Not all movies age well. Something that may have been terribly important as a child may not seem quite as interesting as an adult. Beware watching nostalgic movies.
Unaware of this precaution, my husband and I decided to show the kids, “My Fair Lady” this weekend.
My parents loved “My Fair Lady”, this was the play and movie popular during their courtship and early marriage. Whenever it came on television (remember the days when you could only see old movies when they randomly appeared on network tv?), this movie was on. I memorized each and every song, knew word for word the “what’s to become of me?” monologue. Yes, I knew that the end seemed to drag a bit, but what about that Ascot Races scene with the designer hats and the elegance of the Embassy Ball?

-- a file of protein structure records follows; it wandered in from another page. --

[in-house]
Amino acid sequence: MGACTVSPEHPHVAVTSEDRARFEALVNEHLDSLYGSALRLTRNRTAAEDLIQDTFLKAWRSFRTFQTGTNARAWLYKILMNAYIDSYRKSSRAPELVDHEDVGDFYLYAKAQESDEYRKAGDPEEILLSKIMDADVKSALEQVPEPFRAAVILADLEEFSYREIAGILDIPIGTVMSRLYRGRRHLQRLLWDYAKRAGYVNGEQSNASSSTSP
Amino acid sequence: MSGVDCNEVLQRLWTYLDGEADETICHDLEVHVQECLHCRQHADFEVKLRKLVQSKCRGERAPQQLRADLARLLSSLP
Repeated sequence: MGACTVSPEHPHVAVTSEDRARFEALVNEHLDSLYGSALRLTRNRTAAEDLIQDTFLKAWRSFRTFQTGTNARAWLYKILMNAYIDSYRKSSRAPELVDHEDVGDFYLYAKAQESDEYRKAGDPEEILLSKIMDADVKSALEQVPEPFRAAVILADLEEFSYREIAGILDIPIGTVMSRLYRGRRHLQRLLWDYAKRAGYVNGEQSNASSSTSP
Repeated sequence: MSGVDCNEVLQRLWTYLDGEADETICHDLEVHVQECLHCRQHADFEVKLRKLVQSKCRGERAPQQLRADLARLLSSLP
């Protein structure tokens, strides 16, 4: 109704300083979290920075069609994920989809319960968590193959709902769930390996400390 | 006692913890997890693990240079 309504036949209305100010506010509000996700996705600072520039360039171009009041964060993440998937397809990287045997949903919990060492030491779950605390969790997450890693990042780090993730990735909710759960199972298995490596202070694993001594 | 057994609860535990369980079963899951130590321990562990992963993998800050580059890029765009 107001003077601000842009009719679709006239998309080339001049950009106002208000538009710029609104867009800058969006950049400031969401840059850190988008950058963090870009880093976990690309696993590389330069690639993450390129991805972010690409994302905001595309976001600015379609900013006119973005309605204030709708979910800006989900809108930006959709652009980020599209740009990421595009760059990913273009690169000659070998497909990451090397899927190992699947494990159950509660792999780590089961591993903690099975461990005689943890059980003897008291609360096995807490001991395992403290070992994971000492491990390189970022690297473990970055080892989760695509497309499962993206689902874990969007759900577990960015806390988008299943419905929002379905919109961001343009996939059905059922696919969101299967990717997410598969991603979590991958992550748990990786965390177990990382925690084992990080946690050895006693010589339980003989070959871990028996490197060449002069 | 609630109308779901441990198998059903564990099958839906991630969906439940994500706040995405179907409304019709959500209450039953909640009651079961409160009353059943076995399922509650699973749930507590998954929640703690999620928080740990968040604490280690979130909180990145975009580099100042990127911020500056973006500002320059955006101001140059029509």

Alas, watching this movie as an adult was not as much fun. The pacing was off, it seemed to drag. The choreography was rather dull- perhaps I am too used to the shaking booties of hip-hop videos. I had never realized that by the time you get to the intermission, all the big action scenes are over. The last half of the play is Eliza and Henry Higgens fighting. My kids were fidgeting during the “Get Me to the Church on Time”, and we had to force my daughter to stay seated during “Why Can’t a Woman Be More Like A Man?”. Too bad there wasn’t an Eliza Doolittle version of “Why Can’t Men Treat Women like Human Beings instead of Property- giving us the right to vote would be a good start”. There were also scenes that made no sense- like the Brighton Beach ring that Eliza seems to cherish. Was there some explanation in the stage version, was it edited out for the movie, would it help to rent “Pygmalion”?
Take heed, beware of watching your favorite childhood movies. You may be sacrificing youthful innocence on the altar of adult discernment.